In many states, including Minnesota, there is a bit of a gold rush to work on large-scale industrial or community solar projects. Many firms have either abandoned residential projects altogether or begrudgingly take them on at higher margins and lower priority. On the other hand, there are many relatively new, eager installers entering the market with less experience but a willingness to give you the attention you deserve.

3. What panels do you like to use?

For most applications, you’ll be discussing rectangular, 60 cell panels, which measure 65 by 39 inches (1.65 meters by 1 meter). Installers usually have their favorite panels because of price, performance, reliability, or some combination. Please pay close attention to the manufacturers they recommend and do your due diligence online. How reliable are they? What is the manufacturer’s warranty? Is it an established company that you would expect to outlive its warranty? Several manufacturers, including Minnesota companies, have dissolved recently, leaving both customers and installers under challenging positions as a cautionary tale. You should also make sure that they aren’t trying to sell you commercial-grade panels (often 72 cells), as your warranty would be void the moment they’re installed on your roof.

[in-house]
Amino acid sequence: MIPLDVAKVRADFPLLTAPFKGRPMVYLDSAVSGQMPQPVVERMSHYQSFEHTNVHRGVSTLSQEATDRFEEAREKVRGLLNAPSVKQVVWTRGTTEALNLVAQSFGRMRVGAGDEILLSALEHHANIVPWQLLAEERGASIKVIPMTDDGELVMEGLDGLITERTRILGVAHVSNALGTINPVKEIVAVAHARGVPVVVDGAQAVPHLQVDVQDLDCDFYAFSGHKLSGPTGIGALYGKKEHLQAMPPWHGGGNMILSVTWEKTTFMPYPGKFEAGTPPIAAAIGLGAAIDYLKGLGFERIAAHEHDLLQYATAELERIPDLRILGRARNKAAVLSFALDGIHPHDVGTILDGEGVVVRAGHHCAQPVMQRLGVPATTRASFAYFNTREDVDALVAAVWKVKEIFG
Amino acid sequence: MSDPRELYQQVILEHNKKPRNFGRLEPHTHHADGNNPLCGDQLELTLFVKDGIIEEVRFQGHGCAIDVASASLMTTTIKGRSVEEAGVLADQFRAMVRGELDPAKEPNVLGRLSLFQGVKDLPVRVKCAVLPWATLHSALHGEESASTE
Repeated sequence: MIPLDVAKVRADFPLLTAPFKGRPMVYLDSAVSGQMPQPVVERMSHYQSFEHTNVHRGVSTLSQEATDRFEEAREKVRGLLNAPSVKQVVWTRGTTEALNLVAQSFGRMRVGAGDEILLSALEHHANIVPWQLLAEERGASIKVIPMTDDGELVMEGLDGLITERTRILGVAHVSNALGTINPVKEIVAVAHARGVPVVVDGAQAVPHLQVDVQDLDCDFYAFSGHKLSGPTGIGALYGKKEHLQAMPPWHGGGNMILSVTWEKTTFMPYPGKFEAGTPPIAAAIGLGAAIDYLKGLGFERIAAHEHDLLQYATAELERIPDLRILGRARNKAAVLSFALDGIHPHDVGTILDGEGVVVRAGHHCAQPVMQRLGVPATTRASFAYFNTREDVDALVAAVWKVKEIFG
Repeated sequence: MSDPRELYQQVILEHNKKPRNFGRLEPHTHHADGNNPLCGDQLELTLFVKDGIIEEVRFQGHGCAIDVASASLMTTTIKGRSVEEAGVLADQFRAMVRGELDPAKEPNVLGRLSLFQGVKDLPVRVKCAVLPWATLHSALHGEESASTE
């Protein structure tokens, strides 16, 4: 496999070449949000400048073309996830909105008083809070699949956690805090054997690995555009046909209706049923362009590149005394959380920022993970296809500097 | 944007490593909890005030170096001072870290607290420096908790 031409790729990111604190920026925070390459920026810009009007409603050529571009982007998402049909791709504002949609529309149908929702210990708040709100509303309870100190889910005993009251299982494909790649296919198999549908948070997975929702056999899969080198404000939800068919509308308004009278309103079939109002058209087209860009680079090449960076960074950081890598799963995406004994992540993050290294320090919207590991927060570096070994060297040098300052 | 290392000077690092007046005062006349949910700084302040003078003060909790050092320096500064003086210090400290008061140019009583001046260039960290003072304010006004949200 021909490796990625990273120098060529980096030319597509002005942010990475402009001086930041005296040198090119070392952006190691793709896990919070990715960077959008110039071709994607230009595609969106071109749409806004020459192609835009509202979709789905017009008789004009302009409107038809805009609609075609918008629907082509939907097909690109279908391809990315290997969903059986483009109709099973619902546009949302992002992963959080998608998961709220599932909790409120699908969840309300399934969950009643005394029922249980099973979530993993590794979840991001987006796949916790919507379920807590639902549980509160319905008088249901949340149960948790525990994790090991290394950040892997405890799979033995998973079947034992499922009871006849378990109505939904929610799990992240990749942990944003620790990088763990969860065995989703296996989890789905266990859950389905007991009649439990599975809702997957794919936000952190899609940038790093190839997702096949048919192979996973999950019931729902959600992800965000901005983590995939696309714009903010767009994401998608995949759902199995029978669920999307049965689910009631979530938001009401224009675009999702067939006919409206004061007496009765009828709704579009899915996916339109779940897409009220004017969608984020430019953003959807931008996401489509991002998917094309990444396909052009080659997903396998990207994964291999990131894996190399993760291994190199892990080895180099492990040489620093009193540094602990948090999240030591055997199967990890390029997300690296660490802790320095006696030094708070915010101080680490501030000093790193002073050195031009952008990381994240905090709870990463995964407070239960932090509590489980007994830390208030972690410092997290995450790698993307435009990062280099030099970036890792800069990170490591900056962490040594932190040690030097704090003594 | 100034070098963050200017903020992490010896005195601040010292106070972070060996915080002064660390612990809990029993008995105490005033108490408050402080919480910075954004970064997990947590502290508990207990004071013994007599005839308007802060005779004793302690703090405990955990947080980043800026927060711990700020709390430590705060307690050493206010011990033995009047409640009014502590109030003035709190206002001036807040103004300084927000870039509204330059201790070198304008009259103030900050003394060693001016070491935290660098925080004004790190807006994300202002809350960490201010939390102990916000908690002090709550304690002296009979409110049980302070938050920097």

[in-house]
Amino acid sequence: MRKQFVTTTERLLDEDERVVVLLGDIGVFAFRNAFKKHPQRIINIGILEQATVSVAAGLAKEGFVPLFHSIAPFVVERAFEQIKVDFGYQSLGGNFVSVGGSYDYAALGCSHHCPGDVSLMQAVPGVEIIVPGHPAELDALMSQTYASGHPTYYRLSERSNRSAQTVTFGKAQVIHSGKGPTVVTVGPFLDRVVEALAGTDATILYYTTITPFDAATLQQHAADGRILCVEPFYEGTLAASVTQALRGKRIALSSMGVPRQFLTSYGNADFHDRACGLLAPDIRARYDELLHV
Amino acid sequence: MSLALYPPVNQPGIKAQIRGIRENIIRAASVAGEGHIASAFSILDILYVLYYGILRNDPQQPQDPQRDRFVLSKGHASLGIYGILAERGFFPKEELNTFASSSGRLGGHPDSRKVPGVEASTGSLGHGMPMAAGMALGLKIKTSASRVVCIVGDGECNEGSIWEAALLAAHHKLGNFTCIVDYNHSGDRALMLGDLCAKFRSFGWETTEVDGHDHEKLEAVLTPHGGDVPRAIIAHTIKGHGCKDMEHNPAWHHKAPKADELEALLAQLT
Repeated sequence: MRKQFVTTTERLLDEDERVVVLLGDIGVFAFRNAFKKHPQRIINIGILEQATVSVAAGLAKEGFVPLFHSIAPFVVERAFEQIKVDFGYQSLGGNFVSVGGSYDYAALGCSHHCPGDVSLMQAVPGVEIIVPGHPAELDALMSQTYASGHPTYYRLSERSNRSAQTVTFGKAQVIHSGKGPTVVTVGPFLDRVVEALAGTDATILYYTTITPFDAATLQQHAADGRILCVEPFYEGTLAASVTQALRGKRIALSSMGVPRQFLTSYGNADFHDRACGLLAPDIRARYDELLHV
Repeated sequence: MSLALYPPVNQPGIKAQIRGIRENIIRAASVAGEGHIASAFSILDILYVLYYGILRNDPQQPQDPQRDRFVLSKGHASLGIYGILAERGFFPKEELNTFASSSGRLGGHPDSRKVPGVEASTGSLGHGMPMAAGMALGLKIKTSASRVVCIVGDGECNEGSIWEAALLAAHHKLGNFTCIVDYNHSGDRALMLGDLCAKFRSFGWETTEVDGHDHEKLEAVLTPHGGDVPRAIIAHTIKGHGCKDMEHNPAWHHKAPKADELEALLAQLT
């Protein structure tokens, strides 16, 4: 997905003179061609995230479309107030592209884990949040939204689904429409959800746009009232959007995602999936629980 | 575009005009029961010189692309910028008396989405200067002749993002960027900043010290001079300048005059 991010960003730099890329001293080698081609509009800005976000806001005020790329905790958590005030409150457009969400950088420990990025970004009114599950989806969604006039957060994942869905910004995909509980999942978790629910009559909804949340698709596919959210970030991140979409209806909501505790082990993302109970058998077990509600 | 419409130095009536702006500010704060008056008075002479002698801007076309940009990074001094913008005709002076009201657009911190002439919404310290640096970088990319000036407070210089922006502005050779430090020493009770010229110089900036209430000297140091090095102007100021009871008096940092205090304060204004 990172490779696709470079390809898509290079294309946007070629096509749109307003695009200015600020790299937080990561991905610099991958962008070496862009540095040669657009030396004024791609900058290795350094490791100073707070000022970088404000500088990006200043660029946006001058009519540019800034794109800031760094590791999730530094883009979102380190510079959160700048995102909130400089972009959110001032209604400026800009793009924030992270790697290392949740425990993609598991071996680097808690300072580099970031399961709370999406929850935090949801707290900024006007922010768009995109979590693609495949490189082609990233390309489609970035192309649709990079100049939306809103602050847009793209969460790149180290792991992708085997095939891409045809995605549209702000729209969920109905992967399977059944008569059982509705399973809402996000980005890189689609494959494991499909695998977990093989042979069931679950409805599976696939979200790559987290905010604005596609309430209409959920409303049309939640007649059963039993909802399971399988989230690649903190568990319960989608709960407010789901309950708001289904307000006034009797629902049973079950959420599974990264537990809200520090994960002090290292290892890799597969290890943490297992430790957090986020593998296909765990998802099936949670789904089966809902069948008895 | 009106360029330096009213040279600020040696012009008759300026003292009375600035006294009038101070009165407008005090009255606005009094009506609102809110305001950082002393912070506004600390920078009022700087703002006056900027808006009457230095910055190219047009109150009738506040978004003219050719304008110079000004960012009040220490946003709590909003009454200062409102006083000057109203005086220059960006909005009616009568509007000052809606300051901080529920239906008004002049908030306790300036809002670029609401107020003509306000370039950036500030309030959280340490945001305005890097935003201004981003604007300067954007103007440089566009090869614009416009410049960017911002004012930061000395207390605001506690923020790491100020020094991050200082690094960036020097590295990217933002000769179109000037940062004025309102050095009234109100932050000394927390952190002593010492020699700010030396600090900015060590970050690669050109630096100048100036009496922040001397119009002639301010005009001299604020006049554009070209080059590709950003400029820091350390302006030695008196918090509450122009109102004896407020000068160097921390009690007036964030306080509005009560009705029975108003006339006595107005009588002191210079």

4. What is the warranty?

Beyond the warranty on the panels, does the installer offer warranties on the other components of the project, such as the inverters, brackets, etc.? Ask them to give an example of how they helped a customer with malfunctioning equipment.

5. How is electricity production monitored?

Part of the solar experience is monitoring your panels — watching them perform in real-time and over the short and long term. You should also have the ability to see if an individual panel or optimizer is not performing. Ask what monitoring software they use and insist on a demonstration of it. Do they monitor your panels from their office on occasion to make sure everything is operating correctly?

6. Do you have references?

This point might seem obvious, but call references! Do they complete projects on time and on a budget? Do their energy production projections match reality? I have found that many smaller companies use their friends as references, and you should discount their feedback accordingly.

7. What about rebates?

As you evaluate your bids, look at how they consider federal, state, and utility rebates and tax credits. You must know how they work and how any excess electricity is sold back to your electric utility. You can find out more about rebates and incentives on the Rise website.

Taking the Plunge!

When you take the plunge with one company, put your faith in them and hold them accountable for their bid aspects. I hope that you’ll have as pleasant an experience as I have had. I like to think that all my diligence in selecting an installer paid off. Though solar energy can be complicated on many levels, a basic understanding and minimum line of questioning should yield great results for you. Best of luck, and be sure to let Rise know how your experience goes!